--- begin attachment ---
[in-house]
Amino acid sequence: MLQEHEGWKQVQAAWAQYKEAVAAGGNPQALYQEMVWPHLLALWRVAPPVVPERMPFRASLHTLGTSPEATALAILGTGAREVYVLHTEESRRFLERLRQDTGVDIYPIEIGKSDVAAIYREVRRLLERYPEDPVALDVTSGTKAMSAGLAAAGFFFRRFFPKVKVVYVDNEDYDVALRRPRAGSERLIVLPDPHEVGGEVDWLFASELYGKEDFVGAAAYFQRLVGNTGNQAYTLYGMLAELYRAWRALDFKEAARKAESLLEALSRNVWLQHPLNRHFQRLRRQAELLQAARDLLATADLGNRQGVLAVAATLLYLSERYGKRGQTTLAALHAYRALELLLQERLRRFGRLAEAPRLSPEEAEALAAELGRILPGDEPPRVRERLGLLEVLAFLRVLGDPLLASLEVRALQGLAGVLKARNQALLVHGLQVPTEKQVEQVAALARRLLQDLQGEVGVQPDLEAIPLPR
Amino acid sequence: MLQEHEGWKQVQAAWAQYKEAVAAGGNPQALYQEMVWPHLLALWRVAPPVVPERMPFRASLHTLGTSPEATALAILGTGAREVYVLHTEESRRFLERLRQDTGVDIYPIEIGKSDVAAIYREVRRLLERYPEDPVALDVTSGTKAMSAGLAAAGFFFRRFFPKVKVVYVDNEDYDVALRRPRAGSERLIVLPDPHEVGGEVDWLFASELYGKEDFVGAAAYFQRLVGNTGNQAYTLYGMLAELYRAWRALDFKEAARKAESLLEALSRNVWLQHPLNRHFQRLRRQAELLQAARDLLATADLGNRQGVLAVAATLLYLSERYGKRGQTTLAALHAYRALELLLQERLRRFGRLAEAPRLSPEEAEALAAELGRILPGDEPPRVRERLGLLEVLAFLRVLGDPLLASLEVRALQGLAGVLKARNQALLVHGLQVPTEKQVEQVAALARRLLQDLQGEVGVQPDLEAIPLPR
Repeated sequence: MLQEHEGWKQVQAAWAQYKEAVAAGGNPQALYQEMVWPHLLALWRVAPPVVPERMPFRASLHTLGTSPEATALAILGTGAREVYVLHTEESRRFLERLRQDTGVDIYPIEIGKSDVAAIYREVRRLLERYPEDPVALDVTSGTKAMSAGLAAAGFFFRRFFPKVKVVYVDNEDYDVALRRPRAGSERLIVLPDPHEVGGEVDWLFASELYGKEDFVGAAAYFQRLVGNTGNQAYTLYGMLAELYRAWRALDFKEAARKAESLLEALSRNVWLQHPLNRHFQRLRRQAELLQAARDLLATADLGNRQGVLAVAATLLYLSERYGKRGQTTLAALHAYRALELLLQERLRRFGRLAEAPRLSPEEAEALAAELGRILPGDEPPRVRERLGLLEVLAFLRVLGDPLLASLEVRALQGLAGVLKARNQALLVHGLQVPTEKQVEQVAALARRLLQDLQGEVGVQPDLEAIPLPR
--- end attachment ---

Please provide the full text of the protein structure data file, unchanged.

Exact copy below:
[in-house]
Amino acid sequence: MLQEHEGWKQVQAAWAQYKEAVAAGGNPQALYQEMVWPHLLALWRVAPPVVPERMPFRASLHTLGTSPEATALAILGTGAREVYVLHTEESRRFLERLRQDTGVDIYPIEIGKSDVAAIYREVRRLLERYPEDPVALDVTSGTKAMSAGLAAAGFFFRRFFPKVKVVYVDNEDYDVALRRPRAGSERLIVLPDPHEVGGEVDWLFASELYGKEDFVGAAAYFQRLVGNTGNQAYTLYGMLAELYRAWRALDFKEAARKAESLLEALSRNVWLQHPLNRHFQRLRRQAELLQAARDLLATADLGNRQGVLAVAATLLYLSERYGKRGQTTLAALHAYRALELLLQERLRRFGRLAEAPRLSPEEAEALAAELGRILPGDEPPRVRERLGLLEVLAFLRVLGDPLLASLEVRALQGLAGVLKARNQALLVHGLQVPTEKQVEQVAALARRLLQDLQGEVGVQPDLEAIPLPR
Amino acid sequence: MLQEHEGWKQVQAAWAQYKEAVAAGGNPQALYQEMVWPHLLALWRVAPPVVPERMPFRASLHTLGTSPEATALAILGTGAREVYVLHTEESRRFLERLRQDTGVDIYPIEIGKSDVAAIYREVRRLLERYPEDPVALDVTSGTKAMSAGLAAAGFFFRRFFPKVKVVYVDNEDYDVALRRPRAGSERLIVLPDPHEVGGEVDWLFASELYGKEDFVGAAAYFQRLVGNTGNQAYTLYGMLAELYRAWRALDFKEAARKAESLLEALSRNVWLQHPLNRHFQRLRRQAELLQAARDLLATADLGNRQGVLAVAATLLYLSERYGKRGQTTLAALHAYRALELLLQERLRRFGRLAEAPRLSPEEAEALAAELGRILPGDEPPRVRERLGLLEVLAFLRVLGDPLLASLEVRALQGLAGVLKARNQALLVHGLQVPTEKQVEQVAALARRLLQDLQGEVGVQPDLEAIPLPR
Repeated sequence: MLQEHEGWKQVQAAWAQYKEAVAAGGNPQALYQEMVWPHLLALWRVAPPVVPERMPFRASLHTLGTSPEATALAILGTGAREVYVLHTEESRRFLERLRQDTGVDIYPIEIGKSDVAAIYREVRRLLERYPEDPVALDVTSGTKAMSAGLAAAGFFFRRFFPKVKVVYVDNEDYDVALRRPRAGSERLIVLPDPHEVGGEVDWLFASELYGKEDFVGAAAYFQRLVGNTGNQAYTLYGMLAELYRAWRALDFKEAARKAESLLEALSRNVWLQHPLNRHFQRLRRQAELLQAARDLLATADLGNRQGVLAVAATLLYLSERYGKRGQTTLAALHAYRALELLLQERLRRFGRLAEAPRLSPEEAEALAAELGRILPGDEPPRVRERLGLLEVLAFLRVLGDPLLASLEVRALQGLAGVLKARNQALLVHGLQVPTEKQVEQVAALARRLLQDLQGEVGVQPDLEAIPLPR